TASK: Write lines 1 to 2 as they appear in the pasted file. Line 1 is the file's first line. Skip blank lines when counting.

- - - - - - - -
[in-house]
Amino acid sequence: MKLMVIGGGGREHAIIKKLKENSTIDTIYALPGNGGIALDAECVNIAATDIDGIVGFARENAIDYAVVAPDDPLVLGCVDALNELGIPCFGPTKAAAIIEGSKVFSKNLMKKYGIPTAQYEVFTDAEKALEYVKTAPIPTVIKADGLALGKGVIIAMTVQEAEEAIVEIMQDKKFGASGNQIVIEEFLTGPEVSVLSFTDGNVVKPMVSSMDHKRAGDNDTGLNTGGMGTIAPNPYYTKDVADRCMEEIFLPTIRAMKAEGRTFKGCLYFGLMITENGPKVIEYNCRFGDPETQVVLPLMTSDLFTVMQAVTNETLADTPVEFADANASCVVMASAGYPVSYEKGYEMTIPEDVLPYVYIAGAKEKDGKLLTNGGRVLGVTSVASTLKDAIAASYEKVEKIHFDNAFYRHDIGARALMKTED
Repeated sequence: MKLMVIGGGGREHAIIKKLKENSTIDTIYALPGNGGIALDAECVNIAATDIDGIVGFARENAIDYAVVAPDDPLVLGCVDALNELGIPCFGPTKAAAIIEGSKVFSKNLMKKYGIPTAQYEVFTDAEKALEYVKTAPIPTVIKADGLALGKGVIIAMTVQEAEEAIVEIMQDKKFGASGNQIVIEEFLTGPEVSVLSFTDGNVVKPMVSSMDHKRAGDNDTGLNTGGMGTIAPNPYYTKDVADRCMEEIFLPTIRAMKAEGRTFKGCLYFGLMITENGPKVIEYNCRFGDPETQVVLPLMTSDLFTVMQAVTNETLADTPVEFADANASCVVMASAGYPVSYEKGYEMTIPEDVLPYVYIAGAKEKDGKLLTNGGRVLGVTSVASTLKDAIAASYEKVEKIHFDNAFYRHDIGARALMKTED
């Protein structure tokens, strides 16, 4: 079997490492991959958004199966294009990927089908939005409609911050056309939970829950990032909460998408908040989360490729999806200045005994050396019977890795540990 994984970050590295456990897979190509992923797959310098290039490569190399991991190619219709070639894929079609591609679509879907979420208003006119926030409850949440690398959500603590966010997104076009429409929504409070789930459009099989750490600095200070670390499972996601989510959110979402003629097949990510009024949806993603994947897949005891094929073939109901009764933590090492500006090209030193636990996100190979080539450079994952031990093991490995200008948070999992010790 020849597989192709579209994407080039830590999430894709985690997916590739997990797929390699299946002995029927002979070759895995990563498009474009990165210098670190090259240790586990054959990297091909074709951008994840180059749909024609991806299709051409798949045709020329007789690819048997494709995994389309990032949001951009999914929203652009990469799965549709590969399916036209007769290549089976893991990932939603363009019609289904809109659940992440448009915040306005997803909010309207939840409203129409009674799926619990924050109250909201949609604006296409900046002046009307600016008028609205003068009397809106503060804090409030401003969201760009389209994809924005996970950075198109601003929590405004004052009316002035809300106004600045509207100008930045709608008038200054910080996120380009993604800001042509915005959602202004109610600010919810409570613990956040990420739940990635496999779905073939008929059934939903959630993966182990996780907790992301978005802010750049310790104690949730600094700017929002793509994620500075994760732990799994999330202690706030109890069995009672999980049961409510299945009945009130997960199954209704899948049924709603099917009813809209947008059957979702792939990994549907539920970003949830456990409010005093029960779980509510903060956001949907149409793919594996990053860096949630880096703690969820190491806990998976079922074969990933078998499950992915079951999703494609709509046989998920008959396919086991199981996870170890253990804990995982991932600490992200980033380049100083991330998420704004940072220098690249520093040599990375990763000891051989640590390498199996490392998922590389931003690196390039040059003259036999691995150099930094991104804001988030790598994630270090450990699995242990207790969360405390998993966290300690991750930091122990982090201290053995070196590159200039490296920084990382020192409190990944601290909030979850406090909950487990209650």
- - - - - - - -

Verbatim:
[in-house]
Amino acid sequence: MKLMVIGGGGREHAIIKKLKENSTIDTIYALPGNGGIALDAECVNIAATDIDGIVGFARENAIDYAVVAPDDPLVLGCVDALNELGIPCFGPTKAAAIIEGSKVFSKNLMKKYGIPTAQYEVFTDAEKALEYVKTAPIPTVIKADGLALGKGVIIAMTVQEAEEAIVEIMQDKKFGASGNQIVIEEFLTGPEVSVLSFTDGNVVKPMVSSMDHKRAGDNDTGLNTGGMGTIAPNPYYTKDVADRCMEEIFLPTIRAMKAEGRTFKGCLYFGLMITENGPKVIEYNCRFGDPETQVVLPLMTSDLFTVMQAVTNETLADTPVEFADANASCVVMASAGYPVSYEKGYEMTIPEDVLPYVYIAGAKEKDGKLLTNGGRVLGVTSVASTLKDAIAASYEKVEKIHFDNAFYRHDIGARALMKTED